Spertus: Daniel Greene

From Tzivi’s June ’12 Spotlight:

Ah, Spring! Mild weather returns to Chicago and our lecture halls overflow with fascinating guest speakers.

On May 6, I went to Spertus Institute for Jewish Studies to hear Daniel Greene read from his 2011 book The Jewish Origins of Cultural Pluralism: The Menorah Association and American Diversity. Greene is the Vice President for Research and Academic Programs at Newberry Library, and this book is based on his Ph.D. thesis (completed at the University of Chicago in 2004).

In 1906, a group of Jewish students at Harvard came together to found the Harvard Menorah Society, an organization which rapidly spread to other prestigious universities and flourished in the decade prior to America’s entry into World War I. However, even though its institutional life was brief, the HMS had a profound influence, morphing from an extracurricular “club” into what we now call the academic discipline of “Jewish Studies.”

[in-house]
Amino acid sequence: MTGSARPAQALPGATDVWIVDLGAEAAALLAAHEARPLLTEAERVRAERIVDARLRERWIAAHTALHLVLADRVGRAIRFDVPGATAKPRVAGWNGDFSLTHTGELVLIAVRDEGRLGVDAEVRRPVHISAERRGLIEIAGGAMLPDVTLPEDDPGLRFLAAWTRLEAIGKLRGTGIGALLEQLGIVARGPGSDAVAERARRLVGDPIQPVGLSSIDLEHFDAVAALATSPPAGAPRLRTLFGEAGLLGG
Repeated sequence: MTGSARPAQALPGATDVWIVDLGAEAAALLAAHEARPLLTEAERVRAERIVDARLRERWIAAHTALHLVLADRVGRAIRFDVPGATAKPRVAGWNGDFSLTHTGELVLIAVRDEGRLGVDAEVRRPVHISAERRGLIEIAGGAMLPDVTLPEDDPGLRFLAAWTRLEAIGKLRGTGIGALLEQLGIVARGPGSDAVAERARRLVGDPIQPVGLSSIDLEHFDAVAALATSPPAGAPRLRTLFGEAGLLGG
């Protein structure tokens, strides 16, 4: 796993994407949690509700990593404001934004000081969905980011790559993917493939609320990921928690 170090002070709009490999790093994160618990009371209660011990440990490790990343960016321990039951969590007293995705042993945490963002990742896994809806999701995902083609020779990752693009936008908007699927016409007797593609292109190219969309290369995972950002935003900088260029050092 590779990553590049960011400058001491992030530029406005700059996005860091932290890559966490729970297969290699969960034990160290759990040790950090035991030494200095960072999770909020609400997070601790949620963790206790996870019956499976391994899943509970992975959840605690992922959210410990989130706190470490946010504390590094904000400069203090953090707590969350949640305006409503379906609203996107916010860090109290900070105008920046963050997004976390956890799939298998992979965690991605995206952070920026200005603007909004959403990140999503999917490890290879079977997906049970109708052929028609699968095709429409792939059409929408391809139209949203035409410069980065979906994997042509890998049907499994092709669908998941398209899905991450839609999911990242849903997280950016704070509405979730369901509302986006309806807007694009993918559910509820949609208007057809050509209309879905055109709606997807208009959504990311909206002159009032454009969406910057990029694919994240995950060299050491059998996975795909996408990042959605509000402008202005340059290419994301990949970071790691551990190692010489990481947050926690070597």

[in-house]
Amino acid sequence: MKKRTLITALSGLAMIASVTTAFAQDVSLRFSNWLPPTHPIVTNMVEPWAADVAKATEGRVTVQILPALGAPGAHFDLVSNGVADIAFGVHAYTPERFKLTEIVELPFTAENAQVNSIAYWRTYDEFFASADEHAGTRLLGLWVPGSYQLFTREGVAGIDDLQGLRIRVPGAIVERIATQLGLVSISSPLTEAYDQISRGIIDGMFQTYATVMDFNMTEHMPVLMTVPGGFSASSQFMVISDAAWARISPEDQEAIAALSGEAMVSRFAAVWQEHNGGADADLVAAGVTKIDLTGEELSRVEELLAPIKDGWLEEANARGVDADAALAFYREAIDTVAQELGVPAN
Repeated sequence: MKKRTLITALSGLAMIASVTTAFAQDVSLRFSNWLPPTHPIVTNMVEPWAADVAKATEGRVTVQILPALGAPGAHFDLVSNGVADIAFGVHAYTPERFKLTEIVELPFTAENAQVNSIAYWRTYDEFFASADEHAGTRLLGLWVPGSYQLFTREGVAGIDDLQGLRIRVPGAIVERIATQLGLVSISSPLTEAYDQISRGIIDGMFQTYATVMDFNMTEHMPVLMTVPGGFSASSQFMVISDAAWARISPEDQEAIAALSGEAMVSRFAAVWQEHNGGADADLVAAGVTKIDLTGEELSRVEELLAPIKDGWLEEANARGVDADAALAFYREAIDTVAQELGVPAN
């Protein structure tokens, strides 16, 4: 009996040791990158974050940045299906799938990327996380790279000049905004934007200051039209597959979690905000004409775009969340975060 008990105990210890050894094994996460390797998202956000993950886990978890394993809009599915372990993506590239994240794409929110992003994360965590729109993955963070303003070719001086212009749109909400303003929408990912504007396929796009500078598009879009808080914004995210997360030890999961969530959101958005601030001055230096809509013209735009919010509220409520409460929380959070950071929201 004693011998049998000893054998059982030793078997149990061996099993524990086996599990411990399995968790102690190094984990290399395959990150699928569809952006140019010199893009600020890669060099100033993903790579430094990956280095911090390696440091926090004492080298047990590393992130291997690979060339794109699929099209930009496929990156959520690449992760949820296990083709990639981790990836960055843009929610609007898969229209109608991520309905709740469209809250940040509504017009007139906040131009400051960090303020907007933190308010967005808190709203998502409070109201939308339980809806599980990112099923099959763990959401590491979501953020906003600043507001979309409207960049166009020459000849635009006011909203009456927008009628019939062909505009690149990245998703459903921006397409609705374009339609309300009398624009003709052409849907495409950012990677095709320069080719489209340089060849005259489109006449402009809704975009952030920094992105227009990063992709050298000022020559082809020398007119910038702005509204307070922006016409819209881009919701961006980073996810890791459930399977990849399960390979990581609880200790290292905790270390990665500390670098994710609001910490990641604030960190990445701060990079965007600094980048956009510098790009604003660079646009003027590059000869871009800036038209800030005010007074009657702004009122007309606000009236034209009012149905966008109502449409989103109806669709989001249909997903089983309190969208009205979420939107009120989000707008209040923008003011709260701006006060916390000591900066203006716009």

The next week, I met with Greene for a follow-up discussion. Why, I asked, did HMS members defined themselves as “Hebraists”?

“They’re trying to get themselves to fit into a model,” Greene explained. “Protestant academics [at Harvard and the other Ivy League colleges] will recognize the model of ‘Hebraic versus Hellenic’ [best-known from Matthew Arnold’s famous series of essays published as Culture and Anarchy in 1869.] They don’t want Jewish culture to be limited to Judaism as religion, and they don’t want to be associated with Yiddish speakers (‘The Yidds’). They want to fit in.

How do you ‘integrate’ and not disappear? That’s their struggle, but they really think they can do it. They want ‘Jewish Humanities’ 50 years before the Association for Jewish Studies is founded. These guys are a vanguard, and that’s what originally drew me to them.”

Click here to “Look InsideThe Jewish Origins of Cultural Pluralism on Amazon 🙂

Bonus: Click HERE for Matthew Arnold’s Culture & Anarchy. Enter the word “Hebraism” in the SEARCH field to scan 44 references to ‘Hebraism versus Hellenism.’

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